4 November 2011: Following several days of intermittent rain due to a hurricane, a low-pressure system northeast of Guatemala developed into Tropical Depression E-12.
On 12 October 2011, Tropical Depression E-12 entered the Guatemala and produced more than 15 inches of rain in some areas, creating an emergency situation throughout the nation. On the same day, the National Coordinator for Disaster Reduction (CONRED) issued an alert throughout the country, with specific attention to the Pacific Coast region. Initial assessments estimated that more than half a million persons were affected by Tropical Depression E-12. More than 21,000 persons were evacuated to shelters, 27,000 houses were damaged, dozens of bridges were destroyed and 29 schools are in need of repair.
Furthermore, other recent emergencies have exacerbated the affects of Tropical Depression E-12, including four earthquakes in September 2011 which displaced thousands of people, and the lingering affects of the eruption of the Pacaya Volcano in 2010. The Tropical Depression caused overflowing of rivers and loss of crops impacting jobs in the agriculture sector and livelihoods. As a consequence, food insecurity is expected to rise, reflecting on the nutritional status of the most vulnerable groups, such as children under 2 years of age and pregnant and breastfeeding women. Guatemala also has the highest stunting prevalence in children under 5 years of age in Latin America, and is ranked fourth worldwide in stunting. The timely identification of acute malnutrition, adequate management and referral are therefore a priority in order to prevent death at the community level.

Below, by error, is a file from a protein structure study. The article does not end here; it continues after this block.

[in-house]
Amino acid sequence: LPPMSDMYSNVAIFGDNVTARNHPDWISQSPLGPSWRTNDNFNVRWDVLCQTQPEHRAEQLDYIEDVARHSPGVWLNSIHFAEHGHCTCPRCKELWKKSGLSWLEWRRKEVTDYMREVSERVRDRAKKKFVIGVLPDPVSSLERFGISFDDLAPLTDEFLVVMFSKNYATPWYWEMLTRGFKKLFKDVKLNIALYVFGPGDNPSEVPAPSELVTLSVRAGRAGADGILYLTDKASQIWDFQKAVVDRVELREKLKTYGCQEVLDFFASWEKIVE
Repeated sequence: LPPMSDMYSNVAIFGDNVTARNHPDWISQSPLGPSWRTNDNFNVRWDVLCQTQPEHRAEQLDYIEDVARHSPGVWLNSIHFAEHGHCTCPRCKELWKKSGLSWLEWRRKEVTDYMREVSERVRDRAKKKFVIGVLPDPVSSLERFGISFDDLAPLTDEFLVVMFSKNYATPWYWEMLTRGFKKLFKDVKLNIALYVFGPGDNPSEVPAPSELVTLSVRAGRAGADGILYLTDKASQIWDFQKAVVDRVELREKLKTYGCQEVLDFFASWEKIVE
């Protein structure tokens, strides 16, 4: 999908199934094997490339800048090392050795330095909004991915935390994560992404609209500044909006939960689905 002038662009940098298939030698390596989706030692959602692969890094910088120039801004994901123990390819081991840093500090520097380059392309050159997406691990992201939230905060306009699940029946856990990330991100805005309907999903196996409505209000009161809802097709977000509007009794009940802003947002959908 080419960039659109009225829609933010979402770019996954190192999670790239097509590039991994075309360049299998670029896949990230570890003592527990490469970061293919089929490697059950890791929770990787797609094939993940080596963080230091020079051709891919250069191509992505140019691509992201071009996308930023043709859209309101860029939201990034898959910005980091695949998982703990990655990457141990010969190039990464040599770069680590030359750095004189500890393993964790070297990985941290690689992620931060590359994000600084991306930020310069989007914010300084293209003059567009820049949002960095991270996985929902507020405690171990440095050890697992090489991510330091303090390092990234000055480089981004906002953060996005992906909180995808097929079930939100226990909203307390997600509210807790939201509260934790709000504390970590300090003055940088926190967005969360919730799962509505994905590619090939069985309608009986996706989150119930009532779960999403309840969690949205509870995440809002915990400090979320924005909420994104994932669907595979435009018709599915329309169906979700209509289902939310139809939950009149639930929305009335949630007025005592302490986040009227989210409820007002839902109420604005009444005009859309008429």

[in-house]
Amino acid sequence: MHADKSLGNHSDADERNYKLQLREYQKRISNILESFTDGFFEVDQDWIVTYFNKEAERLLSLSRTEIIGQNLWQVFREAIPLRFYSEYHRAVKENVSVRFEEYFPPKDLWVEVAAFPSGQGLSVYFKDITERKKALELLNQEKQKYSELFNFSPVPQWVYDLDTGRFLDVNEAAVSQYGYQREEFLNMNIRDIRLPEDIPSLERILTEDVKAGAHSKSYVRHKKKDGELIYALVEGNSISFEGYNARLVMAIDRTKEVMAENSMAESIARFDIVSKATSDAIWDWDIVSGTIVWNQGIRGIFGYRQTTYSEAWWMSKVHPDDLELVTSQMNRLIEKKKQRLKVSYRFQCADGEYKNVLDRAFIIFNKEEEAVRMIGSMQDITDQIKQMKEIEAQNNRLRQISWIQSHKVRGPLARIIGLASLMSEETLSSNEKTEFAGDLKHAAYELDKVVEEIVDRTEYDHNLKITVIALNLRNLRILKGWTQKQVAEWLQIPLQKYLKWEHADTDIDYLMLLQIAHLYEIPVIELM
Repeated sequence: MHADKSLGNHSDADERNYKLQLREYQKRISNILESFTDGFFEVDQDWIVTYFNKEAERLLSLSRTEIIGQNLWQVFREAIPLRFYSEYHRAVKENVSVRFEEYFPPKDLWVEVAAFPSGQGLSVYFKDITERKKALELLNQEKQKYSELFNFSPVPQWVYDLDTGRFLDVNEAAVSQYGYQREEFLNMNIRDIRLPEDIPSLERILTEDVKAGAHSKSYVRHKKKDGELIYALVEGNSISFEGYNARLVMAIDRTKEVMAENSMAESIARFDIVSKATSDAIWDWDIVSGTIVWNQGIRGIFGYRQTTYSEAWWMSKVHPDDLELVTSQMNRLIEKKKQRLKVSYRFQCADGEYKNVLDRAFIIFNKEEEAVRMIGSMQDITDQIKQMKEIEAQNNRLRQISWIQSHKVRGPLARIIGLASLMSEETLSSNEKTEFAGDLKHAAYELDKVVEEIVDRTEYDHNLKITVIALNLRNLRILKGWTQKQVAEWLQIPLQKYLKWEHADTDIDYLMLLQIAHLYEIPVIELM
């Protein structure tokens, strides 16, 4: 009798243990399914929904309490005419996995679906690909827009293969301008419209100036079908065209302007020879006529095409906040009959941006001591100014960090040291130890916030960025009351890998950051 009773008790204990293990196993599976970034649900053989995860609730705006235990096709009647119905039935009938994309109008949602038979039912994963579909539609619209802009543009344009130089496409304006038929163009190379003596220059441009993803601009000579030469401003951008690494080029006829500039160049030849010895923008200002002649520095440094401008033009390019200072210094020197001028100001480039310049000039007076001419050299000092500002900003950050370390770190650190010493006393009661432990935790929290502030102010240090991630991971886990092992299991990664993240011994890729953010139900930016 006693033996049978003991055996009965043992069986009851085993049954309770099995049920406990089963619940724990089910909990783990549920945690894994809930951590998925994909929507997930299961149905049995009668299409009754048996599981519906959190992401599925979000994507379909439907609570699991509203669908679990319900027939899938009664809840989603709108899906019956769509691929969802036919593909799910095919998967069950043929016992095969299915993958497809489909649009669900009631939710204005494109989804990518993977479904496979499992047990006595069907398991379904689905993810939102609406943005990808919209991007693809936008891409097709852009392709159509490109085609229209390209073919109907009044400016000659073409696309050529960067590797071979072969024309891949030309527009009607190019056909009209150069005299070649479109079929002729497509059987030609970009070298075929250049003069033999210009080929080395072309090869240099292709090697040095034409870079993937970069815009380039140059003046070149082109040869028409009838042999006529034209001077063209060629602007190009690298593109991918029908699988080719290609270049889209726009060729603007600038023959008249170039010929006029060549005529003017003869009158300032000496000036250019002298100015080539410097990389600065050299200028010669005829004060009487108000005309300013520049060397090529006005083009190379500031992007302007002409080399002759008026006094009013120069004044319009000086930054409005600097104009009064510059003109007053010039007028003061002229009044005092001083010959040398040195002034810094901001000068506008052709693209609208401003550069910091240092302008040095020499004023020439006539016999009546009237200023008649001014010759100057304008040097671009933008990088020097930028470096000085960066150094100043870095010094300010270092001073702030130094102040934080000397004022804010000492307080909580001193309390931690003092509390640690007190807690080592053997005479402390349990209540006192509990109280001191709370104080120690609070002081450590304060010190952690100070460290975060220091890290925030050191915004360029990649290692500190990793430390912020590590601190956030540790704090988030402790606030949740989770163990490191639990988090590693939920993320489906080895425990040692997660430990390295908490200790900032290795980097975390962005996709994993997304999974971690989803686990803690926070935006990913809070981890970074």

The Central Emergency Response Fund (CERF) has provided more than $2.2 million for life-saving activities to assist 140,245 people in 7 departments of Guatemala affected by Tropical Depression E-12. These funds will be channelled to the World Food Programme (WFP), United Nations Children’s Fund (UNICEF), the United Nations Population Fund (UNFPA), the International Organization for Migration (IOM) and the World Health Organization (WHO).
- UN Office for the Coordination of Humanitarian Affairs
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